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J Vis Exp. 2019 Aug 22;(150). doi: 10.3791/59726.

Injecting Gryllus bimaculatus Eggs.

Author information

1
Colby College.
2
Division of Evolutionary Developmental Biology, National Institute for Basic Biology.
3
Department of Biological Sciences, National University of Singapore.
4
Department Biology and Department of Neuroscience, Bowdoin College.
5
Department Biology and Department of Neuroscience, Bowdoin College; hhorch@bowdoin.edu.
6
Department of Organismic and Evolutionary Biology and Department of Molecular and Cellular Biology, Harvard University.

Abstract

Altering gene function in a developing organism is central to different kinds of experiments. While tremendously powerful genetic tools have been developed in traditional model systems, it is difficult to manipulate genes or messenger RNA (mRNA) in most other organisms. At the same time, evolutionary and comparative approaches rely on an exploration of gene function in many different species, necessitating the development and adaptation of techniques for manipulating expression outside currently genetically tractable species. This protocol describes a method for injecting reagents into cricket eggs to assay the effects of a given manipulation on embryonic or larval development. Instructions for how to collect and inject eggs with beveled needles are described. This relatively straightforward technique is flexible and potentially adaptable to other insects. One can gather and inject dozens of eggs in a single experiment, and survival rates for buffer-only injections improve with practice and can be as high as 80%. This technique will support several types of experimental approaches including injection of pharmacological agents, in vitro capped mRNA to express genes of interest, double-stranded RNA (dsRNA) to achieve RNA interference, use of clustered regularly interspaced short palindromic repeats (CRISPR) in concert with CRISPR-associated protein 9 (Cas9) reagents for genomic modification, and transposable elements to generate transient or stable transgenic lines.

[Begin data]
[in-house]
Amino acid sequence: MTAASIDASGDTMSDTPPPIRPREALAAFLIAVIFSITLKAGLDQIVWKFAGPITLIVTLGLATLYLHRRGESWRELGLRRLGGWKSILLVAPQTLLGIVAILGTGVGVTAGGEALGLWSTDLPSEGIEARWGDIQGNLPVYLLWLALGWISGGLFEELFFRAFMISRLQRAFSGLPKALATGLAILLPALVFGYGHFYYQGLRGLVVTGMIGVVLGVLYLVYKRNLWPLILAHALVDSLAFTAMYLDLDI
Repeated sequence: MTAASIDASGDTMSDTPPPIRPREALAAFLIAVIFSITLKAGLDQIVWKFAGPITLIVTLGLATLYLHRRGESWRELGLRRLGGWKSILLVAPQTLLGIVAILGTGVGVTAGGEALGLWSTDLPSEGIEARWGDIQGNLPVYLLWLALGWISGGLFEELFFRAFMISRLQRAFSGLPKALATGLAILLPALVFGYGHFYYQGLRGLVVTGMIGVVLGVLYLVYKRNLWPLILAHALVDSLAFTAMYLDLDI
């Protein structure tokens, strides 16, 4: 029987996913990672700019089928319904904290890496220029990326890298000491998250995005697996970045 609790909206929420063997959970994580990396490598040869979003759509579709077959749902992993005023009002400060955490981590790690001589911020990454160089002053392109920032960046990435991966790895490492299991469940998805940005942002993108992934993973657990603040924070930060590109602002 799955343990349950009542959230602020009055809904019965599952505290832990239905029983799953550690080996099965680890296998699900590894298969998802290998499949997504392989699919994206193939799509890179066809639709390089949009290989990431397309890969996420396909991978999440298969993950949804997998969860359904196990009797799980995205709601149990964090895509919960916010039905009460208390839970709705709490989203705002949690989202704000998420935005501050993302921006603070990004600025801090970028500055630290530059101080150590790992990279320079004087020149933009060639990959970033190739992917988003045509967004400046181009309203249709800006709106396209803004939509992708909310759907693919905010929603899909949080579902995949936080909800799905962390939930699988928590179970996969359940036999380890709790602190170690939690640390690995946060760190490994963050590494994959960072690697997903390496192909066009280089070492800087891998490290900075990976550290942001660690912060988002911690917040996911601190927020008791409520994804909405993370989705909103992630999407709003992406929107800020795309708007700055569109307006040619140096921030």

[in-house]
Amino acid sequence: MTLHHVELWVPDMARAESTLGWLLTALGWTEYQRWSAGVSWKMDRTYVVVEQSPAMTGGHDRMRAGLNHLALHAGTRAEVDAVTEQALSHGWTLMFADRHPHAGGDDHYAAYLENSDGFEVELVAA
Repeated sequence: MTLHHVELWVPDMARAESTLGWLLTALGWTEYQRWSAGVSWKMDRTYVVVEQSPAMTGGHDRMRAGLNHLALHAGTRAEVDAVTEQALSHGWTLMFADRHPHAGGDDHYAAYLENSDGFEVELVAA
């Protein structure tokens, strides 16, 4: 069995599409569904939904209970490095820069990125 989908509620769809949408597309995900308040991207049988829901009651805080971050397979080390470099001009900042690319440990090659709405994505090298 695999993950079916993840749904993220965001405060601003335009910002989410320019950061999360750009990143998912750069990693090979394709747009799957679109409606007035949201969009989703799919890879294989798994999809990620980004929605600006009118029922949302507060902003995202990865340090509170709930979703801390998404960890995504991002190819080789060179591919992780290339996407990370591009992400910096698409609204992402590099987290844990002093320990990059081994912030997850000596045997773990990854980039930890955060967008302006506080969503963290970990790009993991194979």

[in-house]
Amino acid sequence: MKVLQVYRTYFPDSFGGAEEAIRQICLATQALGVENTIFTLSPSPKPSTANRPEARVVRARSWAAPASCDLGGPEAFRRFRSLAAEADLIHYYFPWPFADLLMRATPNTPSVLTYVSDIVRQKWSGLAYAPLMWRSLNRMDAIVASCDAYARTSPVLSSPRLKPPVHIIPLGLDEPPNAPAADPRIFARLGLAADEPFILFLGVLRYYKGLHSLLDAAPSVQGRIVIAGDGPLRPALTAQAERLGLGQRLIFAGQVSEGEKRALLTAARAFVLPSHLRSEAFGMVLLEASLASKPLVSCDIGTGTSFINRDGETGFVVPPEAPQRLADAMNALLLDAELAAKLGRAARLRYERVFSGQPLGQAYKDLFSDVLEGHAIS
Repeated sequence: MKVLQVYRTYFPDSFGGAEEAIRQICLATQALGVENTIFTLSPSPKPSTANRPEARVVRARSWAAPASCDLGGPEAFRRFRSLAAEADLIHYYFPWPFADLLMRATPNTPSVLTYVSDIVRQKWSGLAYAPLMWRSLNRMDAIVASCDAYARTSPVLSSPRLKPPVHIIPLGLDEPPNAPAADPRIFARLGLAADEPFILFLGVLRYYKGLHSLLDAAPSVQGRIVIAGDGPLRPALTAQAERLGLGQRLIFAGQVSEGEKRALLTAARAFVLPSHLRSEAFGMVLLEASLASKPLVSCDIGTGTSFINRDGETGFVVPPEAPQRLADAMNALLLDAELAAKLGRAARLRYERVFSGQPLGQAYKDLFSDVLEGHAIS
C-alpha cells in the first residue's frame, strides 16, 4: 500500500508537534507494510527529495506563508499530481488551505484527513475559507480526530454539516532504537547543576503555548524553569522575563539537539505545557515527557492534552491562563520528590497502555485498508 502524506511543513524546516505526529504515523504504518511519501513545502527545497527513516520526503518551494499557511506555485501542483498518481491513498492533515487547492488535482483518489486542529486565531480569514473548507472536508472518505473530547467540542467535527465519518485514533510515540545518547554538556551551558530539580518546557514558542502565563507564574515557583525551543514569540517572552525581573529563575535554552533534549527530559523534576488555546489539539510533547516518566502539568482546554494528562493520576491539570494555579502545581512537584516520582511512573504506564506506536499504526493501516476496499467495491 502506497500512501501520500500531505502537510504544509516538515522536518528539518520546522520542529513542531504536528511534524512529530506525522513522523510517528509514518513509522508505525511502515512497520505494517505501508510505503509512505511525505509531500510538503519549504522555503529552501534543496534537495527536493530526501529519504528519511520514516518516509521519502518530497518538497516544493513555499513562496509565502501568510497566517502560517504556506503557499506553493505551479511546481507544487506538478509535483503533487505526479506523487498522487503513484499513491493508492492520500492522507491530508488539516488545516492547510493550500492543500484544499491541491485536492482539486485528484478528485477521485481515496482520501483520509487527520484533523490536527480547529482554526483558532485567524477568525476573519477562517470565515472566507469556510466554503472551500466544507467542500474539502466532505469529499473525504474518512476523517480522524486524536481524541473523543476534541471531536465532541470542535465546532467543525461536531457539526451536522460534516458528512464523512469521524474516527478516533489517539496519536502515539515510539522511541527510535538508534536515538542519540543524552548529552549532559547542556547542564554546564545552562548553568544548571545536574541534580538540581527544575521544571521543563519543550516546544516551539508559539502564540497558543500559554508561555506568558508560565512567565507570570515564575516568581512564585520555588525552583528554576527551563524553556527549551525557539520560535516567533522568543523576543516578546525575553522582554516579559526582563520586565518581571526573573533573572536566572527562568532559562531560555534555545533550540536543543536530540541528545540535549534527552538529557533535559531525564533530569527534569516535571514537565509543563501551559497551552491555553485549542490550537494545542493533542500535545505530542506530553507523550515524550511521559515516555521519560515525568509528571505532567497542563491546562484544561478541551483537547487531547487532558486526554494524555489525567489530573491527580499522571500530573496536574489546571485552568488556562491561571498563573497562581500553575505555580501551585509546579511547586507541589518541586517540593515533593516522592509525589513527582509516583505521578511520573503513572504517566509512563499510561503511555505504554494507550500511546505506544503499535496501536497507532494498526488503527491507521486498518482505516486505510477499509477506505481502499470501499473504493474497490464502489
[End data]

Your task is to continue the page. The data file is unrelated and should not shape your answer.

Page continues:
PMID:
31498320
DOI:
10.3791/59726

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